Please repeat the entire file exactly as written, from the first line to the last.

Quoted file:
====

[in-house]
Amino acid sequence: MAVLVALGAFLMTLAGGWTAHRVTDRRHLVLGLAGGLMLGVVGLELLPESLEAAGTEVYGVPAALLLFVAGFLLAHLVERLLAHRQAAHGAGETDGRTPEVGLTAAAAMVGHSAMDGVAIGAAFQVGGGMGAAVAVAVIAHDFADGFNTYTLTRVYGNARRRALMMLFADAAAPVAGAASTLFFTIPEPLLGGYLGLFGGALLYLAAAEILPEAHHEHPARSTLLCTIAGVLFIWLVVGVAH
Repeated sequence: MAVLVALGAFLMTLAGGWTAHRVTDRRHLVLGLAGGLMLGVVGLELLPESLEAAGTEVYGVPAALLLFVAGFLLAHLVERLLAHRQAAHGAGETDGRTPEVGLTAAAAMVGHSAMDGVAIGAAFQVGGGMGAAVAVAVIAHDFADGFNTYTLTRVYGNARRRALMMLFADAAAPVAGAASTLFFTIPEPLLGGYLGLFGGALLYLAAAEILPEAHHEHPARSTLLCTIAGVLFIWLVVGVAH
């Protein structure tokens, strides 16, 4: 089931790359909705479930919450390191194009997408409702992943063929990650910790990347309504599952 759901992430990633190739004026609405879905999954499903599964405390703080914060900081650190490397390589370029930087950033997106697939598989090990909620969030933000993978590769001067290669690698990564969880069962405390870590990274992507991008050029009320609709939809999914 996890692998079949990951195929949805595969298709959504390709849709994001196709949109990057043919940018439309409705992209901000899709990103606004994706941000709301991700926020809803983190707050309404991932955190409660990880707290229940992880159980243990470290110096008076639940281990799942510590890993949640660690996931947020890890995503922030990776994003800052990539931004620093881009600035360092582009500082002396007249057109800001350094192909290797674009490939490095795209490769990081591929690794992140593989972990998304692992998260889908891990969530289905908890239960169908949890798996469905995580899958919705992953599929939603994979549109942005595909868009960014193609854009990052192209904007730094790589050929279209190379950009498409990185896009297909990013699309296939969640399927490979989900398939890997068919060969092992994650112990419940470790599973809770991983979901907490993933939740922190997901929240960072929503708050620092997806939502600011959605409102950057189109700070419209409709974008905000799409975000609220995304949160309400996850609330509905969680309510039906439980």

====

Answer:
[in-house]
Amino acid sequence: MAVLVALGAFLMTLAGGWTAHRVTDRRHLVLGLAGGLMLGVVGLELLPESLEAAGTEVYGVPAALLLFVAGFLLAHLVERLLAHRQAAHGAGETDGRTPEVGLTAAAAMVGHSAMDGVAIGAAFQVGGGMGAAVAVAVIAHDFADGFNTYTLTRVYGNARRRALMMLFADAAAPVAGAASTLFFTIPEPLLGGYLGLFGGALLYLAAAEILPEAHHEHPARSTLLCTIAGVLFIWLVVGVAH
Repeated sequence: MAVLVALGAFLMTLAGGWTAHRVTDRRHLVLGLAGGLMLGVVGLELLPESLEAAGTEVYGVPAALLLFVAGFLLAHLVERLLAHRQAAHGAGETDGRTPEVGLTAAAAMVGHSAMDGVAIGAAFQVGGGMGAAVAVAVIAHDFADGFNTYTLTRVYGNARRRALMMLFADAAAPVAGAASTLFFTIPEPLLGGYLGLFGGALLYLAAAEILPEAHHEHPARSTLLCTIAGVLFIWLVVGVAH
């Protein structure tokens, strides 16, 4: 089931790359909705479930919450390191194009997408409702992943063929990650910790990347309504599952 759901992430990633190739004026609405879905999954499903599964405390703080914060900081650190490397390589370029930087950033997106697939598989090990909620969030933000993978590769001067290669690698990564969880069962405390870590990274992507991008050029009320609709939809999914 996890692998079949990951195929949805595969298709959504390709849709994001196709949109990057043919940018439309409705992209901000899709990103606004994706941000709301991700926020809803983190707050309404991932955190409660990880707290229940992880159980243990470290110096008076639940281990799942510590890993949640660690996931947020890890995503922030990776994003800052990539931004620093881009600035360092582009500082002396007249057109800001350094192909290797674009490939490095795209490769990081591929690794992140593989972990998304692992998260889908891990969530289905908890239960169908949890798996469905995580899958919705992953599929939603994979549109942005595909868009960014193609854009990052192209904007730094790589050929279209190379950009498409990185896009297909990013699309296939969640399927490979989900398939890997068919060969092992994650112990419940470790599973809770991983979901907490993933939740922190997901929240960072929503708050620092997806939502600011959605409102950057189109700070419209409709974008905000799409975000609220995304949160309400996850609330509905969680309510039906439980």